With the demands of daily life, who has time to rest, really rest? When you stop to consider the short and long term impact to your physical and emotional health, the real question is who can afford not to make time to rest? If you are like most people, there are little ways that you are being robbed of your rest that add up to being truly exhausted day in and day out. In order to compensate, it's easy to turn to shortcuts to help get us through the next few hours like one cup of coffee after another, a quick sugar fix, or some other food or beverage loaded with excess calories.
Before you get too discouraged, there are a few simple things you can do to get real rest, the type of rest that is renewing, rejuvenating.
Unplug - Watching TV, checking out the latest on social media, or playing a game on your phone all seem like a reasonable way to unwind at the end of the day, or for a quick break during the business of it all. These and other "mindless" activities create a false sense of rest. “There is growing direct evidence that intensive use of video games results in significant generalized improvements in cognitive function,”writes neuroscientist Michael Merzenich of the University of California San Francisco in a review in Nature Reviews Neuroscience. While this study specifically addresses video games, it proves the point the brain is at work while we think we are resting. Let's call these activities what they are. They are a way to decompress, but they are not a way to "rest". Take a small step and decide ahead of time how much TV you are going to watch tonight and what time you are going to put your phone down for the night.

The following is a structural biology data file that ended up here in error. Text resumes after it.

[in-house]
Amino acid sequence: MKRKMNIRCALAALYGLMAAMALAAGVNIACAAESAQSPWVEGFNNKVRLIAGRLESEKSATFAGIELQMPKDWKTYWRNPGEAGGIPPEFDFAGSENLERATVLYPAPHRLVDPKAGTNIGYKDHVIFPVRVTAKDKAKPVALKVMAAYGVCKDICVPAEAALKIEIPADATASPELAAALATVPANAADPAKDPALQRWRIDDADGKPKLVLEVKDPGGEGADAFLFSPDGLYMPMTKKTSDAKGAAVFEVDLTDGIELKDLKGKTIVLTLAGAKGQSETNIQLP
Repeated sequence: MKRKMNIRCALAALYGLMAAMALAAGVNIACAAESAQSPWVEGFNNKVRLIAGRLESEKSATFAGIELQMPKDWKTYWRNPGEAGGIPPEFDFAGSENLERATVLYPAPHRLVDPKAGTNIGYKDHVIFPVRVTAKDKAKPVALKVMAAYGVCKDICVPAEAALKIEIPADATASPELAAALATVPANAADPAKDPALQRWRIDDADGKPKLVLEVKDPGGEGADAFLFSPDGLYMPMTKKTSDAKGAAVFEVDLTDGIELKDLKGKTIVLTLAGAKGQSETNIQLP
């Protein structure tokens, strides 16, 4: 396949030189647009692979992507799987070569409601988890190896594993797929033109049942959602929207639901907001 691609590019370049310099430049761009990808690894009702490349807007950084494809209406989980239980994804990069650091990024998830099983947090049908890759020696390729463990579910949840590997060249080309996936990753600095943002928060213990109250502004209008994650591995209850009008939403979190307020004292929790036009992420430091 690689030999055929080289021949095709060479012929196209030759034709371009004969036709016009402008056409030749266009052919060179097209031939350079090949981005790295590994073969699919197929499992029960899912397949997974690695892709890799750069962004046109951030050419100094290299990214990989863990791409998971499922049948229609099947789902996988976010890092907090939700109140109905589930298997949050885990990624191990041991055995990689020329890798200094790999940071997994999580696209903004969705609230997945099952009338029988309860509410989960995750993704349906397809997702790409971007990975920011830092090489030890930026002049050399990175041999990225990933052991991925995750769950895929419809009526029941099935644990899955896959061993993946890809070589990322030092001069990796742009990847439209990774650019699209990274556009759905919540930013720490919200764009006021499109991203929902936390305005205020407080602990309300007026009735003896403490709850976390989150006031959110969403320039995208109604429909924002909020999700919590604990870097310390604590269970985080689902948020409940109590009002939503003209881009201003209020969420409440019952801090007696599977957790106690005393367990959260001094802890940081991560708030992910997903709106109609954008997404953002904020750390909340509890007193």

Sleep - Well, that seems like a no brainier, but what is the quality of your sleep? You might be surprised. Apps and gadgets at all price points can monitor your sleep and let you know how many times you are waking up during the night or the total number of minutes of restlessness while you are sleeping. After monitoring your sleep for a week and seeing the numbers for yourself might reveal you are getting much less sleep than you realized. Here are a few tips to a good night's sleep:
- Turn the thermostat down a few degrees on your way to bed. When you begin to fall asleep your body temperature naturally lowers 1 to 2 degrees. Turning the thermostat down will help trick your body into sleep mode.
- Use thermoregulating and breathable sheets and pillows to keep your body from heating up during the night and interrupting your sleep.
- Sleep in a dark, quiet room. If you have trouble slowing your mind down at night, then keep a notepad by your bed. Write down your thought and let it go. You can try a white noise machine or at the very least set a timer to turn off any devices you have grown accustom to having on while you fall asleep.
Are you robbing yourself of real rest? It takes 21 days to create a habit. Does the thought of having more energy throughout day and increase mental alertness motivate you enough to take time to decompress, and then do the things you need to do to truly relax, rest, and rejuvenate? It is possible the things you are doing to try to get ahead are actually holding you back. Rest well!
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